Saturday, May 06, 2006

...continued spying on Americans

Two bills now before the Senate -- S. 2453 and S. 2455-- would
ratify the National Security Agency's continued spying on Americans, without a full investigation by lawmakers. The "Terrorism Surveillance Act" (S. 2455) and the "National Security Act" (S. 2353) would allow surveillance of Americans' domestic and international electronic communication without any evidence they are conspiring with terrorist agents. The government could monitor based on innocent contact with an agent of a foreign power -- allowing the monitoring of journalists, lawyers, scholars, business people, etc.

Senator Arlen Specter of Pennsylvania is proposing an amendment to an appropriations bill to cut funding for NSA surveillance. Call Sen. Patty Murray and Sen. Maria Cantwell, and urge them to support the Specter amendment, stop illegal spying, and demand the facts!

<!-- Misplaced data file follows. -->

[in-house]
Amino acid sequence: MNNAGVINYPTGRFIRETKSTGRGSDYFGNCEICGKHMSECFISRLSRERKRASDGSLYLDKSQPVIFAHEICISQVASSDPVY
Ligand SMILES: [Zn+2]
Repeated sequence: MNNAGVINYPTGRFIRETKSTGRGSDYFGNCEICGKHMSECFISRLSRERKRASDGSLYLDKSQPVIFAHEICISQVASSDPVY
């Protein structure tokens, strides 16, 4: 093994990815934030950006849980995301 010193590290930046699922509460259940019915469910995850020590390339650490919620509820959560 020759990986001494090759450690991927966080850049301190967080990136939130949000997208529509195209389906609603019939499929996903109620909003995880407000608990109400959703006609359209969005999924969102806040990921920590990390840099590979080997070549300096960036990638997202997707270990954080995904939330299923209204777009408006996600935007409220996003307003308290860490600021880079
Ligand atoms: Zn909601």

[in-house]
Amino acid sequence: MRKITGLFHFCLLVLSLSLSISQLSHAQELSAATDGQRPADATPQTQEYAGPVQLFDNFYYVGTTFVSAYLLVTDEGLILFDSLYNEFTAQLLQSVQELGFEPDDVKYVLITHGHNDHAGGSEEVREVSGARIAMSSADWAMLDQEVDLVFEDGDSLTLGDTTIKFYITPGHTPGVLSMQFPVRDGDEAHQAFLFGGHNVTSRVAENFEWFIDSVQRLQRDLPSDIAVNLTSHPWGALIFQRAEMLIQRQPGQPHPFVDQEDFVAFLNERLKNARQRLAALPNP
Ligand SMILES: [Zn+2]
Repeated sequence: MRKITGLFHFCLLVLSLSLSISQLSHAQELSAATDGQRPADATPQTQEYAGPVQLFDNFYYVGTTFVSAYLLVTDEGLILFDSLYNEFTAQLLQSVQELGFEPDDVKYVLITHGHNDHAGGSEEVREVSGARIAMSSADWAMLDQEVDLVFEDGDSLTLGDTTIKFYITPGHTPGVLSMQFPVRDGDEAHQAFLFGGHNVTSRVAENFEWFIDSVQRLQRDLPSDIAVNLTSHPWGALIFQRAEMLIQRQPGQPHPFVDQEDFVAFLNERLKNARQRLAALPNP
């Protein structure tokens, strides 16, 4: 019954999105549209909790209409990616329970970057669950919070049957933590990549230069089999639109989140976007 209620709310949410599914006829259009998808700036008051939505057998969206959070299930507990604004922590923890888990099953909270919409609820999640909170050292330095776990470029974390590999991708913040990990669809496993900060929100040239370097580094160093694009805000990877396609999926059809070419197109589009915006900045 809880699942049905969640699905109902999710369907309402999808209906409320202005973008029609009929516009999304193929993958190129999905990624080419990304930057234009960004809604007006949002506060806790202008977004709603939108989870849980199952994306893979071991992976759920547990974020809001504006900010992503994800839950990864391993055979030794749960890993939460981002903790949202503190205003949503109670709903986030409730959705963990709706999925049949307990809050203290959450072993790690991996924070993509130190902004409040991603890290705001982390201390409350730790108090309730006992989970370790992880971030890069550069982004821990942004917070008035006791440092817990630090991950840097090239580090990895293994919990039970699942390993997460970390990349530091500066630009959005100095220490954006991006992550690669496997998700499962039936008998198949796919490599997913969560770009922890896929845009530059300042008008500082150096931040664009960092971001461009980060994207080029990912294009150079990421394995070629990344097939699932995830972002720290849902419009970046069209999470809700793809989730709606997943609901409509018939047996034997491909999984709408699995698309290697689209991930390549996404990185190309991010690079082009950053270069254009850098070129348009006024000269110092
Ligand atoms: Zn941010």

Monday, May 01, 2006

YouTube is a star of the Web

Five months after debut, YouTube is a star of the Web

The closest Terry Turner comes to Washington politics is his job as a bureaucrat at the Pentagon -- until, that is, he fires up the camcorder pointed at a makeshift TV studio in his Arlington apartment.

It's there that Turner, 45, brings his dreams of being a political commentator -- the next Bill Maher, perhaps -- one step closer to reality. Once a week, Turner uploads homemade video of his political rants to, hoping people will watch.

Turner is among the growing number of amateur videographers trying to tap into the mushrooming phenomenon called YouTube, a Web site that
encourages users to "Broadcast Yourself" by posting short video clips to the Internet universe.

Though it debuted only five months ago, attracts 6 million visitors each day to watch two-minute video clips that amount to the Internet's version of "America's Funniest Home Videos" meets "American
Idol." Every day, users stock the site with 35,000 homemade videos of lip-syncing, dancing, silly animation and commentaries on any topic, all of which are commented on and rated by viewers.

Source: Sara Kehaulani Goo, The Washington Post